Letter Jam was an interesting game. Unfortunately, we did not make it all the way through. I was drawn to this game by the design of the packaging. I thought the strawberry was clever because it was talking about jam. The game reminded me of Wordle through The New York Times. It took a long time to set up the game. The setup was more complicated than I anticipated. I felt like the instructions were slightly complex and confusing. Although, It is possible that my brain was just tired at the end of the week.
We did not end up playing Letter Jam. I found the setup got to be confusing. Then, my boyfriend and I walked to the floor above to check out other areas of the event. We walked through the lounge with the Super Smash Bros playing and other computer games as well. We made our way toward the virtual reality area where someone was all set up to play Beat Saber. Only one headset was charged enough to be used. So my boyfriend and I sat and waited for a bit observing the process. He thought it would be funny to watch me, but he never got a chance. We were waiting for a while and decided to go check out other areas of the event again.
We made our way back through the lounge where all the games were being played. This time I saw a group playing mario kart on the Nintendo Switch. I like Mario Kart but I have only played on switch maybe once. Every other time I have played Mario Kart it has been on the Wii. I think next time I may take my chance at virtual reality or Nintendo Switch Mario Kart, but that did not happen this time.
When leaving the lounge, a group of five people was just setting up the game Mysterium and I got excited. Only a few individuals in the group had played Mysterium before. The person who played the role of Ghost had the most experience with the game. It was interesting playing with a mix of experience levels with the game. It took some time to explain how to play but it also helped that the more experienced individuals were able to help the process. This reminded me of some of the leadership styles and aspects we touched on during class the other week. We talked about leading by example, thinking politically (which was thinking of all the options and outcomes) and a lot more. I saw different styles of playing games and leadership come out.
I was also intrigued by how the individual, who had played before with their family, had different intricacies with playing the game that came out as we went along. This made it interesting as I had to adjust my game play slightly from what I had experienced in class. We ended up making it through to the last stage with only one “hour” left on the clock. Then, we all displayed our individual collections of the person, room, and weapon. The clues given were mostly supporting one card out of the three. This was an interesting strategy that I do not think I particularly enjoyed. I think only one out of six of us actually matched what the ghost had chosen as the final culprit, location, and weapon of choice.
I liked seeing people’s reactions as we made it through the game. How people reacted at the actual outcome and final result was intriguing. The ghost also noted that they had used all of their crows before the final round and that two of them had been used to get better cards for one person in particular. This made me think about the dynamic of having a group of five friends playing with two people they had never met before. It was probably an interesting dynamic from their experience as well. I think this observation and the note about the crows influenced how I saw the end result of the game. I thought there may have been some choices that were made that would have been different if someone else was the ghost. This would most likely be because of differences in experience, personality, and leadership style. Playing in this setting and with this dynamic of individuals really made me want to try a go at being the ghost in the future.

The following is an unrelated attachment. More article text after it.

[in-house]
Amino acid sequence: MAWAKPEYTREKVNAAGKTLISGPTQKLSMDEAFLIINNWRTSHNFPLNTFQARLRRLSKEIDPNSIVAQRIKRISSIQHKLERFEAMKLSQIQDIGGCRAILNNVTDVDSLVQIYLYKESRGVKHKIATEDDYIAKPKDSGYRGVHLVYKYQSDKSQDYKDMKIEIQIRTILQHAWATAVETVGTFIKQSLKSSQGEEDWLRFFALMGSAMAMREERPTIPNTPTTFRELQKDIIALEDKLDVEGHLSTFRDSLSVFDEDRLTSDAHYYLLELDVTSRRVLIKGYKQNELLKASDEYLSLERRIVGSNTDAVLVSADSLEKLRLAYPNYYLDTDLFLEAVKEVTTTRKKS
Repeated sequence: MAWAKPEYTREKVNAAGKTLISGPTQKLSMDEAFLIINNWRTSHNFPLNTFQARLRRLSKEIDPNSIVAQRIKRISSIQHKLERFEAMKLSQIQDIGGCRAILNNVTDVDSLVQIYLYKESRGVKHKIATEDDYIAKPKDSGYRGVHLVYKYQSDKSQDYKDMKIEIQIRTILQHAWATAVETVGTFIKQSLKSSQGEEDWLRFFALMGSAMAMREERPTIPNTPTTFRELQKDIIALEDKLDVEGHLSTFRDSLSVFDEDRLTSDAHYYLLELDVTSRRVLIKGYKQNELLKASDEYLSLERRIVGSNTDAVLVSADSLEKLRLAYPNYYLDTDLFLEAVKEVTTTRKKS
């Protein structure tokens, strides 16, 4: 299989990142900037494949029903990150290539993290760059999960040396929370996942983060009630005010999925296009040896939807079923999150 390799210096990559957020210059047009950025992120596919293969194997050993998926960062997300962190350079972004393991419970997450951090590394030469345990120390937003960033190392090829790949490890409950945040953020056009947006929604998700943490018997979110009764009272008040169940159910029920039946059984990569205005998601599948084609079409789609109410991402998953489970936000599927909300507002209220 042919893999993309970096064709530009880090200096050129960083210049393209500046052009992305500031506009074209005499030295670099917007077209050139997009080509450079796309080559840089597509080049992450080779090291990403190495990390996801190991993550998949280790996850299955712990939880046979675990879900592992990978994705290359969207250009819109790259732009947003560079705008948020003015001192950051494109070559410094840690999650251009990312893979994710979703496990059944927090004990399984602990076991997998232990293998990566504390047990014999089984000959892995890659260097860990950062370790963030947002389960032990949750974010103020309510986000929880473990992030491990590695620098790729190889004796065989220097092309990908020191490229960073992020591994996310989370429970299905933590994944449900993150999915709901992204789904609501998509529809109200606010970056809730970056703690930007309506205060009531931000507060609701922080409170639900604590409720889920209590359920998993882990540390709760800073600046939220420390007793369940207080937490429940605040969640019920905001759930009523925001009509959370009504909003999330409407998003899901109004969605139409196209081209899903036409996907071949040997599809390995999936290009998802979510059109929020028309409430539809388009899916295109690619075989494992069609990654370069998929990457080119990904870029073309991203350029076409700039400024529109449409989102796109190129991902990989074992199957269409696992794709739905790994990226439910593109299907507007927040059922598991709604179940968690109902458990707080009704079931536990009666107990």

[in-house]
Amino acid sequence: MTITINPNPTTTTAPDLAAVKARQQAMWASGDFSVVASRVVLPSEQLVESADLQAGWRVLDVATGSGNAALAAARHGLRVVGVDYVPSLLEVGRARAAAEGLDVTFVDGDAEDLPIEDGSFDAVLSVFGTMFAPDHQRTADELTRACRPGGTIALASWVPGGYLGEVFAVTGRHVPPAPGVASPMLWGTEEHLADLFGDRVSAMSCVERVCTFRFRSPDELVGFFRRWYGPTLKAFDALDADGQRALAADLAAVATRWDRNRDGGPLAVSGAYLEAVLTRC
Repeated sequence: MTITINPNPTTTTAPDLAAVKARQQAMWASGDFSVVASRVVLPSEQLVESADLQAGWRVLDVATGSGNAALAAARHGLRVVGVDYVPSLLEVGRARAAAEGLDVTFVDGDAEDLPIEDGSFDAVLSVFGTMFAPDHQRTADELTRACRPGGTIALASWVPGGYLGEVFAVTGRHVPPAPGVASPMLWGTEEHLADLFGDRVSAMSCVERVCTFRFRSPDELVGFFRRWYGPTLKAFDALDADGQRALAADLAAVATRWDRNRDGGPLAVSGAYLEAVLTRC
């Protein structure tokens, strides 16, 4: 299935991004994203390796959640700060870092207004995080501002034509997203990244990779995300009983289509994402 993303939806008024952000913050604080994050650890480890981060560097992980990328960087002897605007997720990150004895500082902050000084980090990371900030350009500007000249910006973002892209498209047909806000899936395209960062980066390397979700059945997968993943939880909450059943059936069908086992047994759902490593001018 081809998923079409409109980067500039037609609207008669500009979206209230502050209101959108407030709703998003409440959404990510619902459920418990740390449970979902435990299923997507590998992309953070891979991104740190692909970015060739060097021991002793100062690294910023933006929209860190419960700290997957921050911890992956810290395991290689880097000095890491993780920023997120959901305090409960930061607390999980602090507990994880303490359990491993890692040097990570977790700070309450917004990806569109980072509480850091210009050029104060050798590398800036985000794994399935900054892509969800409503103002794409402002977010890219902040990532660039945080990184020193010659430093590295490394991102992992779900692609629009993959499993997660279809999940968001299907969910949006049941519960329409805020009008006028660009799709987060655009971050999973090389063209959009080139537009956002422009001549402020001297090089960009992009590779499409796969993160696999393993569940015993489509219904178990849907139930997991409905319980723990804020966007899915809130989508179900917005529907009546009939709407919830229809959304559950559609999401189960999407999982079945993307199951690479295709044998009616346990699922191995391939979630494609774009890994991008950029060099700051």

We set up the game to play again and another individual joined. This was intriguing because they stated they had played before, even if it was a while ago. However, I found that they asked more questions than the players who had only played for the first time that day. This new individual also had a more assertive personality. This added a whole new layer to the game but also made it slightly more complicated. It is quite possible I viewed it as more complicated because I am a fan of cooperation and sharing different ideas. While this assertive personality may have been helpful in some decisions that needed to be made. It was also frustrating because we had to explain the rules and re-explain them after this individual was trying to help make decisions as to people or places that would be selected. This made the second game start out with a very interesting point of view.
We did not end up finishing the second game of Mysterium. The group we were playing with wanted to go ice skating so we cleaned up. My boyfriend and I walked through the areas once again and passed by several groups down on the second floor playing board games. Seeing a variety of groups playing different games was wonderful. I had not expected a lot of people to be at the event. But I felt like the turn out was pretty impressive for what I was expecting. My boyfriend and I did not stay too long after that because it was getting late and I had another event I had to help facilitate within my Residence Hall. We did pass JS on the way out again. They were bringing in SDS Pizza when we crossed paths again. This would have been wonderful, but I also appreciated the ability to recognize that we were done for the night and would not have had a good time if we tried to stay much longer.